South student observes Halloween as a religious holiday

By Nina Bellio
Published: October 2009

What does Halloween mean to you? Does the word immediately make you think of candy, costumes, elaborate parties, monsters, horror flicks, and ghosts?

In the United States, most of us view Halloween as nothing more than an excuse to dress up and gorge ourselves on Reese’s Cups. Where did Halloween come from, though, and how was it reduced to such a hallmark holiday? The etymology of Halloween points to sixteenth-century Britain; hallow means holy, and e’en is an abbreviation of evening. Thus, All Hallows Eve is the evening before All Saints Day.

When Christianity collided with pre-Christian cultures, the Christians adopted and renamed many holidays, in order to make Christianity more palatable. Before the Catholic Church established their saints’€in fact, millennia before Christ was born’€European clans were celebrating Halloween; they simply called it something different. Samhain (SA-win), Celtic for “end of summer, is the word I use most often when referring to early November festivities because for me, Halloween is more than candy and costumes (though I appreciate those immensely). For me, Samhain is a religious holiday.

No, seriously.

I consider myself an Agnostic Neo-Pagan. Unlike most Pagans, I believe in neither a god nor a goddess, and I do not practice magick. Instead, I honor the sacred balance of male and female in everything, and I live by the Wiccan Rede: “An it harm none, do what ye will. My Irish heritage led me to focus on the Ancient Celts, but there are hundreds of pagan denominations, ranging from mainstream religions, such as Buddhism, to the more obscure, such as faery-worship. Neo-paganism is often a wide range of beliefs spliced together: you might take Karma from Buddhism, gods from Ancient Egypt, rituals from American Indians, and holidays from the Celts, and then apply all four to your life. If that fulfills your spiritual needs, run with it!

Personally, I adopt my holidays from the Celtic tradition. The Celtic year is sliced, like a pie, into eight equal sections by eight major holidays: Samhain, the first and largest festival; Yule, the winter solstice; Imbolc, the approach of spring (equivalent to Groundhog Day); Ostara, the vernal equinox; Beltain, the first day of summer; Litha, the midsummer solstice; Lughnasadh, the first harvest; and finally Mabon, the autumnal equinox.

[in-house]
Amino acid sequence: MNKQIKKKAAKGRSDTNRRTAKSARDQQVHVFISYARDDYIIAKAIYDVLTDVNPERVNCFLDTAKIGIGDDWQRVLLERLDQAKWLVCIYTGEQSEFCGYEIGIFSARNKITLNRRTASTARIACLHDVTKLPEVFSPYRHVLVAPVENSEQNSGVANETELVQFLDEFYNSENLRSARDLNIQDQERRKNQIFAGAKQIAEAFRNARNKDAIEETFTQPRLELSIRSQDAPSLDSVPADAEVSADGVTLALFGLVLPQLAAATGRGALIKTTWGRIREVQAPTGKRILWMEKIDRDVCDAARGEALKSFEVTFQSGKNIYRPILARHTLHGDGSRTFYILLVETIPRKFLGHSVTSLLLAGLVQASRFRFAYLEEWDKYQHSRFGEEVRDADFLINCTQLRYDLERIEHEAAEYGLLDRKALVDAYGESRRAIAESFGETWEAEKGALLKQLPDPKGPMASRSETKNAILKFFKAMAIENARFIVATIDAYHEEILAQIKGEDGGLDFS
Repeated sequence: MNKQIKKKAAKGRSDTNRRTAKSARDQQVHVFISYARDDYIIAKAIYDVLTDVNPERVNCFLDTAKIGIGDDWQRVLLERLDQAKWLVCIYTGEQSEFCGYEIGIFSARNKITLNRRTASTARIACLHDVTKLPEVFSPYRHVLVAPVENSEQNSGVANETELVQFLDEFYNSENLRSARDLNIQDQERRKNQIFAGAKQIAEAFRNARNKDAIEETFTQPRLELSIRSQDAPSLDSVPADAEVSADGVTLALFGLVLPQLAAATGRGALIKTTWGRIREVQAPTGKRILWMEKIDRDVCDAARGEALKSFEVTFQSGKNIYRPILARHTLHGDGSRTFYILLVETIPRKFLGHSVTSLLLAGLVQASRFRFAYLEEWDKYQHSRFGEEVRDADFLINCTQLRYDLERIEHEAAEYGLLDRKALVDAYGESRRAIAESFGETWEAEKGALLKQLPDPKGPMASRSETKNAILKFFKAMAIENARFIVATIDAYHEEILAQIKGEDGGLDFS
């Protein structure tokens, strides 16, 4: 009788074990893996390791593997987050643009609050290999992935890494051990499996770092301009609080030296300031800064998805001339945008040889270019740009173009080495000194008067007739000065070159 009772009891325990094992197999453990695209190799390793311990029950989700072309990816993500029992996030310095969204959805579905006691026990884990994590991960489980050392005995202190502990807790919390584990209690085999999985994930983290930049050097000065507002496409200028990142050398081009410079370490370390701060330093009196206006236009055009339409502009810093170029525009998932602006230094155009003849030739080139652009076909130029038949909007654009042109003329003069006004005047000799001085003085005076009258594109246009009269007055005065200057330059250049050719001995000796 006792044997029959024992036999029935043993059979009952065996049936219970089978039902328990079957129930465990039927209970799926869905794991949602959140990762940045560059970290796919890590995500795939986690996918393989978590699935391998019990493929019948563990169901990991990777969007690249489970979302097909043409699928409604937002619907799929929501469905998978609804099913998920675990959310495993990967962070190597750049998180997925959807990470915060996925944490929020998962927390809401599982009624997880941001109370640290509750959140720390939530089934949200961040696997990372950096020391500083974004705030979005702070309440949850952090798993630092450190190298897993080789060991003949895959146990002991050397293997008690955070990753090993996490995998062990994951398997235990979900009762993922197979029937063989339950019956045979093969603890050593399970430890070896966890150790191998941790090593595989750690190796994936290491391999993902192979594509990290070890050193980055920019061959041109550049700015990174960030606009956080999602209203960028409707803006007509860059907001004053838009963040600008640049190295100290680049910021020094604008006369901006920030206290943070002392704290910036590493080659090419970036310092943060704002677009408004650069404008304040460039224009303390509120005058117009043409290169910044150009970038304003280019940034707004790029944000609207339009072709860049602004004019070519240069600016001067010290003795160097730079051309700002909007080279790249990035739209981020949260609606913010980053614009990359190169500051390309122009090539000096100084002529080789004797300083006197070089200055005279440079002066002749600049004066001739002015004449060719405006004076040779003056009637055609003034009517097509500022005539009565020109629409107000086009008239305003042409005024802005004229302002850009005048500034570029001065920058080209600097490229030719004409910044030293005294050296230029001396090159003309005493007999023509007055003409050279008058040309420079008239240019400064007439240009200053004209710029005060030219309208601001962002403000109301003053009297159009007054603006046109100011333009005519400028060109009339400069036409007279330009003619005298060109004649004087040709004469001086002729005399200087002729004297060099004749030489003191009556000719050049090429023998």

For the Celts, Samhain, the New Year, marks the final harvest and the first day of winter. Before modern conveniences, the days between Samhain and the solstice were likely the darkest and most deadly days of the year. To prepare themselves for the impending winter, the Celts would harvest the last of their crops and slaughter a few designated livestock, all of which would normally feed a village past Yule. Everyone would extinguish their hearths and relight them with logs from the community bonfire, a tradition of new beginnings as well as a show of unity; each village was determined to survive the winter by working together. Once the harvest was done, they would gather around the bonfire and trade stories about gods and men alike.

Celtic stories during Samhain focused on one god, the guardian of the forest and the spirit world. His original name is lost to us, but the Romans called him Cernunnos, “the Horned One, after the crown of antlers sprouting from his brow. (Christianity would later turn him into the Devil, with horns and cloven hooves to boot.) Originally, he represented the cycle of life’€simultaneously a god of fertility and of death, depending on the time of year. During Beltain, for example, he is a young man, leaping over fires and “blessing young women with fruitful wombs. By Samhain, he is an aged man, dying as the year dies. In other interpretations, Cernunnos is the stag who falls to the hunter’s arrow; the god dies so that his people won’t starve.

The goddesses usually take a back seat during Samhain, a predominantly masculine holiday, but there are still a few feminine aspects to consider, such as the harvested crops. Cerridwen, the mother goddess of life and knowledge, is often depicted as a wise old woman. Just as the stag represents her consort, Cernunnos, the field represents Cerridwen’s fertile’€yet dying’€body. She, too, sacrifices herself to feed her people, ensuring that the cycle of life will continue. Cerridwen gets more of a spotlight during Imbolc (February), when she summons spring with her cauldron of rebirth.

Samhain was a scary holiday’€some things never change. It was a time to confront the unknown, particularly the prospect of death. In Celtic folklore, Samhain Eve was the night when the veil between worlds was thinnest, making Samhain a great time for divination, honoring the dead, and communicating with the gods. Spirits might visit living relatives, and in rare cases unsuspecting mortals might wander across the veil and run into spirits. To frighten away evil spirits, or to hide from them during this mysterious night, people would don costumes and masks. In later centuries children would extort sweets from adults by threatening to play tricks on them, swearing afterward that evil spirits told them to. So while you’re out trick-or-treating or showing off your creative costume, maybe you’ll take a moment to remember where these traditions came from. Long ago, Christmas wasn’t about presents and Valentine’s Day wasn’t about chocolate hearts, just as Halloween had a slightly different emphasis.

This Samhain, I hope that you craftily disguise yourself from evil, and I wish you a sweet harvest¦very sweet.

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